As students and staff in my school district deal with the effects of COVID-19 and social distancing, those who have enjoyed seeing Rita around school in the past now can “visit” with Rita via her very own Google Classroom, called Rita’s Barkroom. During this time it can be helpful to keep established connections (or make new ones) for those who don’t have access to this type of “therapy” at home.
Rita’s Barkroom has photos and videos of Rita posted daily, keeping a positive and upbeat tone. Rita’s Barkroom will hopefully help students and staff stay connected with Rita, bring a smile to others’ faces, and offer the benefits of therapy dog visits to the greatest extent possible right now.
Rita’s Barkroom is private and only able to be viewed by staff and students of my school district.
First and foremost I hope that everyone is staying healthy during this uncertain time with the Covid-19 outbreak. All schools in the state of New Jersey have been shut down at this point and I am teaching remotely from home. Due to the statewide quarantine measures that are in place, I did not take Margarita to any special stores or restaurants to celebrate this day. Once it is deemed safe to do so, I definitely plan to make it up to her!
1 Year in Remission
Margarita reached a major milestone: Officially a SURVIVOR at 1 Year in Remission as of March 19, 2020!
When Margarita began chemotherapy one year ago today, the oncologist told us that without treatment, Lymphoma patients such as Rita usually have a survival time of less than 2 months. The doctor also told us that with chemotherapy treatment, the survival times for patients with Margarita’s type and stage of Lymphoma is 1 year to 18 months, with many patients not surviving the 16 weeks of chemo. I am overjoyed and overwhelmed with tears at the same time as I type this post. Margarita’s bravery, strength, resilience, and demeanor through her Journey has been extremely inspirational and astounding. She is a SURVIVOR!
What does “remission” really mean? In Rita’s case, it means that tests, physical exams, and scans show there is no evidence of cancer. However, this does not mean she’s cured. What it does mean is that the chemotherapy knocked down the cancer cells to a level undetectable by tests or microscopes. Margarita’s next milestone will be in October 2020 (the 18-Month Mark). I would be lying if I said I wasn’t worried about recurrence, and the unknowns that lie ahead. However, I am choosing to focus on Rita’s accomplishments and the positive choices and mindset that helped carry her through the last year with hope-filled days. Moving forward I will do my best to have optimistic thoughts only – there’s no time to waste worrying about the things I cannot control… so onward we go on this Journey together.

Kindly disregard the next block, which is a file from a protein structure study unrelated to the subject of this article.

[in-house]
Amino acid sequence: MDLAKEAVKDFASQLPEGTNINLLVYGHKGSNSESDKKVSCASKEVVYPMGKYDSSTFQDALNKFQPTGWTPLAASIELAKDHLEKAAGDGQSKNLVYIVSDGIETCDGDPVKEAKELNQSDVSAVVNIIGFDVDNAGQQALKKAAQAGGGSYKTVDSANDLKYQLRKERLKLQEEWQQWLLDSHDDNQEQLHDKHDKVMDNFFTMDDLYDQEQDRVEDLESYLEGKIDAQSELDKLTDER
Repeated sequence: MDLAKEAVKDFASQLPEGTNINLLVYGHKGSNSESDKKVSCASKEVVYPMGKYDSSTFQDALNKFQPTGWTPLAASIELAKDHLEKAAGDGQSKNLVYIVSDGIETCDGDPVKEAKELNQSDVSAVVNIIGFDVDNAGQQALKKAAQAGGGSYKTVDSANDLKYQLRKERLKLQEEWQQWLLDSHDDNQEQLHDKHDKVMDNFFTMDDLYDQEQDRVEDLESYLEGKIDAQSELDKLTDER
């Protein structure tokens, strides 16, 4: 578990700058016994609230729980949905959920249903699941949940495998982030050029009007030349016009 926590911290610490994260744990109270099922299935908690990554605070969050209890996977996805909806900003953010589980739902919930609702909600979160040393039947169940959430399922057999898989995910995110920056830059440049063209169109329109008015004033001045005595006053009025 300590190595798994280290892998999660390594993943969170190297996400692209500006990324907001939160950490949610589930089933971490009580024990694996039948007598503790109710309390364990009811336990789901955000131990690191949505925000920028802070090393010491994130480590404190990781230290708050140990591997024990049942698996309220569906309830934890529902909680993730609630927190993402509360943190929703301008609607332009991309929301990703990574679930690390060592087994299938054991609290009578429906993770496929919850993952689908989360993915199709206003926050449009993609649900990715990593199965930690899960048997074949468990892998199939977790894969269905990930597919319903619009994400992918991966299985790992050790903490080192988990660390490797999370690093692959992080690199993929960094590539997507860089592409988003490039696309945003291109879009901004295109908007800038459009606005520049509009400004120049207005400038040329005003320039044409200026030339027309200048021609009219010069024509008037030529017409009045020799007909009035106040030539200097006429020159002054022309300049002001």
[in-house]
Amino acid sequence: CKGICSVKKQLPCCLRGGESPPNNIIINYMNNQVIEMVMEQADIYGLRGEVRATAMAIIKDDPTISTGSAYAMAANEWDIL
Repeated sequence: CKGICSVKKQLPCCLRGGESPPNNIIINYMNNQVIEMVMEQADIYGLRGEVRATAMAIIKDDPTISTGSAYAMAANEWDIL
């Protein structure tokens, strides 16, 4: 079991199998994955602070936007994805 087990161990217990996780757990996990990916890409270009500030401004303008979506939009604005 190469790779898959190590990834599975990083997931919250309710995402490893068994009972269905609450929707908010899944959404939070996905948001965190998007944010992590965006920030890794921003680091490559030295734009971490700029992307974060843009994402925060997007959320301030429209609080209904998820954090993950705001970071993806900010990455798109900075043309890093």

Lessons from Lymphoma
Rita is a SURVIVOR – there are far too many who weren’t fortunate enough to celebrate this – so CELEBRATE!
In my opinion, one year ago today when Margarita was fully diagnosed, she became a cancer survivor. She conquered each day with such grace.
Each day with her is a gift, so I made sure to do fun, meaningful, and memorable things with her such as her Adventure List. I made sure we celebrated in some way each and every day so that I didn’t remain focussed on the past, or on the disease itself, as I knew my negativity would effect Margarita.
Don’t be afraid to share your pup’s Journey – and your feelings about their story! Cancer is a part their history, but don’t let it define their future, or your emotional state. Have faith that God has a plan, and will guide you and your pup through this. I truly believe His plan was for Margarita’s Journey to help others.
Keep a journal or start a blog about your pup’s journey. Each post that was written after Rita’s weekly chemo treatment included uplifting things that happened to Rita including nice gestures from others and special food treats she had that week. Doing happy activities and sharing those moments helped me celebrate all things big and small with Margarita.
Embrace help from others and pay it forward when you can.
It takes a great deal of strength, positivity, and resilience to support your fur-kid through cancer and not have a daily major melt-down. Let others help you when they offer – accepting assistance or gifts is not a sign of weakness. People who care about you and your pup are upset about the diagnosis and may find it healing to offer their help, or to give meaningful gifts.